As I normally post new weekly practices on a Sunday, the topic of this week’s practice is rather appropriate. Apologies to anyone who has been kept in a state of waiting by my tardiness. Here are some things you can do when you find yourself in a place or situation that is preventing you from being somewhere where you want to be!
Any time you find yourself waiting – when you’re in a queue at a shop, waiting for someone who’s late, or waiting for the ‘please wait’ icon on your computer screen to disappear – take this as an opportunity to pause. There are several practices that work well in these sorts of situations:
First and foremost mindfulness of breathing, beginning with a few deep breaths to help dispel any tension over having to wait. Find the place in your body where you are most aware of the breath – nostrils, chest or belly – and place your attention on the sensations in that area, being curious and noticing how they are continually changing.
Another useful practice for waiting time is listening to sounds, opening and expanding your hearing to take in the whole room and receive whatever arises in your external landscape. As best you can, experiment with experiencing sounds as just ‘sounds’ rather than labelling them in a reactive way, as pleasant or unpleasant.
Any time you can spend bringing a gentle investigative attention to the network and patterns of sensations occurring in your body, is time well spent. Our body can provide a lot of insight into our ‘state of mind’ and it communicates to us continuously. Sadly, we pay little attention to the signals of our body, unless they are clamouring to us, demanding our attention in some way. So, when you are waiting for something and perhaps experiencing some impatience about it, this is one wonderful opportunity to ‘go to the body’, gently bringing the focus of your attention and curiosity to the energy of your physical experience as it shifts and changes from moment to moment.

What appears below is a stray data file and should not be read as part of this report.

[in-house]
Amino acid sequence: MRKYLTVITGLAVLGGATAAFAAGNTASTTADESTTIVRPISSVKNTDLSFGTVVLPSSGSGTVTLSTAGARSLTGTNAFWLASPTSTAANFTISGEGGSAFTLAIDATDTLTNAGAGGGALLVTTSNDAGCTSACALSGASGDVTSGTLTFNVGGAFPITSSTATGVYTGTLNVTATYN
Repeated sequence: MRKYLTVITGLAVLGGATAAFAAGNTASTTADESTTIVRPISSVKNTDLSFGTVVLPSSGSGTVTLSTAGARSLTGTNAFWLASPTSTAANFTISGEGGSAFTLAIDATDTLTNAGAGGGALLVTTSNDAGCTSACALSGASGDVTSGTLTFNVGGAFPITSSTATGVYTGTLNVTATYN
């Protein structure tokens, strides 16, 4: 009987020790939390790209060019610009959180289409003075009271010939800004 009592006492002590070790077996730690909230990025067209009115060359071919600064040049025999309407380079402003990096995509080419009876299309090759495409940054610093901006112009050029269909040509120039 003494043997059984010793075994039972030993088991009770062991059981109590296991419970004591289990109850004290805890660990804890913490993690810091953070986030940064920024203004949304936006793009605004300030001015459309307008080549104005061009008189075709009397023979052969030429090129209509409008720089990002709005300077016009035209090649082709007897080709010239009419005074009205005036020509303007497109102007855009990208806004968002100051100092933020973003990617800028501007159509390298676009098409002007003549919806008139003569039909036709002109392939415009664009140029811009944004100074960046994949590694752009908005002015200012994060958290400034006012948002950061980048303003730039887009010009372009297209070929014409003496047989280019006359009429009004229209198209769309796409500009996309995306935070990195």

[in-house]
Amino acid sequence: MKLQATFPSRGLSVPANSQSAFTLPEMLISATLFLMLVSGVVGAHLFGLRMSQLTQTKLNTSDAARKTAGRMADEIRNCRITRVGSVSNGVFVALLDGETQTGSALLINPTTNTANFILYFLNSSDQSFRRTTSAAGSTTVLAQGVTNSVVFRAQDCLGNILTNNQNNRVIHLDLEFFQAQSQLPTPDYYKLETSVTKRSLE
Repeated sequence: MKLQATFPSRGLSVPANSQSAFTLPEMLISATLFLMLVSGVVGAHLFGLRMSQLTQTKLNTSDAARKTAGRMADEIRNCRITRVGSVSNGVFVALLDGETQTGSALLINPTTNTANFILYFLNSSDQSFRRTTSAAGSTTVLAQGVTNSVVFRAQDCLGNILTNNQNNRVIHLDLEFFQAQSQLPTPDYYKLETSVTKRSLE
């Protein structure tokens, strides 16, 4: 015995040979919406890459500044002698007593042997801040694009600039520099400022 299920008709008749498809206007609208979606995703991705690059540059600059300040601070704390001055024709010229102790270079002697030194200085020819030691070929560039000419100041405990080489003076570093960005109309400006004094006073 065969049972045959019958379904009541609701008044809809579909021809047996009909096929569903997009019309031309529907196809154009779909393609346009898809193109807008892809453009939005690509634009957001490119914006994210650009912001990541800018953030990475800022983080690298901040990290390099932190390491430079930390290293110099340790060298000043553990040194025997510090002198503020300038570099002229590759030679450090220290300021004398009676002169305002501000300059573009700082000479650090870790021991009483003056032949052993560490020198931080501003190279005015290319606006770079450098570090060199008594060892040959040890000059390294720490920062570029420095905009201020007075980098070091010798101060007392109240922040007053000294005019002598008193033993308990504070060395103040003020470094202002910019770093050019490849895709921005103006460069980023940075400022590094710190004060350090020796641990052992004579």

This is the tricky bit. When you notice yourself becoming annoyed by having to wait, just pause and remind yourself
This is terrific! I have some unexpected time to check in with myself and do some mindfulness practice.”
It sounds simple, but it is even easier to forget in the heat of battle.
Best of luck and remember be gentle to yourself when you realise you are getting cross or exasperated, for it is this moment of noticing and resultant awareness, that is the moment, the genesis of mindfulness.
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Image courtesy of gilles chiroleu